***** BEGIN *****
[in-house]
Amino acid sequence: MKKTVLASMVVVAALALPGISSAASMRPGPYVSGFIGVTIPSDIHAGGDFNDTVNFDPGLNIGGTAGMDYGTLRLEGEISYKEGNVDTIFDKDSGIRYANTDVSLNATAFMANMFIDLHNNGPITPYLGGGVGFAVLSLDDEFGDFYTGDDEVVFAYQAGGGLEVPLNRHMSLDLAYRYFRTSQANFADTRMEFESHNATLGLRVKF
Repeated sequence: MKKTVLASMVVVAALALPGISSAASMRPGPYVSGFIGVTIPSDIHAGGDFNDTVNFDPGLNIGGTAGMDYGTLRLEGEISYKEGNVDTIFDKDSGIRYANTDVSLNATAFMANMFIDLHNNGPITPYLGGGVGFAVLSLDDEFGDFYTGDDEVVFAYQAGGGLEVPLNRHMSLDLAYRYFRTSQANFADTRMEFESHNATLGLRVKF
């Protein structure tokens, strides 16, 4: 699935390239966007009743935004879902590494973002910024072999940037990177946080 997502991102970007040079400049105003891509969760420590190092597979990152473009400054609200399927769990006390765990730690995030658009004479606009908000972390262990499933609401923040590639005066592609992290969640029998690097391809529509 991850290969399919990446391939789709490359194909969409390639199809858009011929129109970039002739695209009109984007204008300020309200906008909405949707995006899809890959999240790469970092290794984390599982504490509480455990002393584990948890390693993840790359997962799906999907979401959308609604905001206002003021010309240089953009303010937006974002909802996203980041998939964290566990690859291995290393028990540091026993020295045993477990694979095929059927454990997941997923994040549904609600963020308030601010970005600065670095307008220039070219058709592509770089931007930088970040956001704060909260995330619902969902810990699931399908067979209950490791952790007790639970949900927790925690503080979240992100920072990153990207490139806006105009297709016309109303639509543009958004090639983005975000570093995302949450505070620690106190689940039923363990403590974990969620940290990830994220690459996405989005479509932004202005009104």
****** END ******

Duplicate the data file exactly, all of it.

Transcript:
[in-house]
Amino acid sequence: MKKTVLASMVVVAALALPGISSAASMRPGPYVSGFIGVTIPSDIHAGGDFNDTVNFDPGLNIGGTAGMDYGTLRLEGEISYKEGNVDTIFDKDSGIRYANTDVSLNATAFMANMFIDLHNNGPITPYLGGGVGFAVLSLDDEFGDFYTGDDEVVFAYQAGGGLEVPLNRHMSLDLAYRYFRTSQANFADTRMEFESHNATLGLRVKF
Repeated sequence: MKKTVLASMVVVAALALPGISSAASMRPGPYVSGFIGVTIPSDIHAGGDFNDTVNFDPGLNIGGTAGMDYGTLRLEGEISYKEGNVDTIFDKDSGIRYANTDVSLNATAFMANMFIDLHNNGPITPYLGGGVGFAVLSLDDEFGDFYTGDDEVVFAYQAGGGLEVPLNRHMSLDLAYRYFRTSQANFADTRMEFESHNATLGLRVKF
């Protein structure tokens, strides 16, 4: 699935390239966007009743935004879902590494973002910024072999940037990177946080 997502991102970007040079400049105003891509969760420590190092597979990152473009400054609200399927769990006390765990730690995030658009004479606009908000972390262990499933609401923040590639005066592609992290969640029998690097391809529509 991850290969399919990446391939789709490359194909969409390639199809858009011929129109970039002739695209009109984007204008300020309200906008909405949707995006899809890959999240790469970092290794984390599982504490509480455990002393584990948890390693993840790359997962799906999907979401959308609604905001206002003021010309240089953009303010937006974002909802996203980041998939964290566990690859291995290393028990540091026993020295045993477990694979095929059927454990997941997923994040549904609600963020308030601010970005600065670095307008220039070219058709592509770089931007930088970040956001704060909260995330619902969902810990699931399908067979209950490791952790007790639970949900927790925690503080979240992100920072990153990207490139806006105009297709016309109303639509543009958004090639983005975000570093995302949450505070620690106190689940039923363990403590974990969620940290990830994220690459996405989005479509932004202005009104």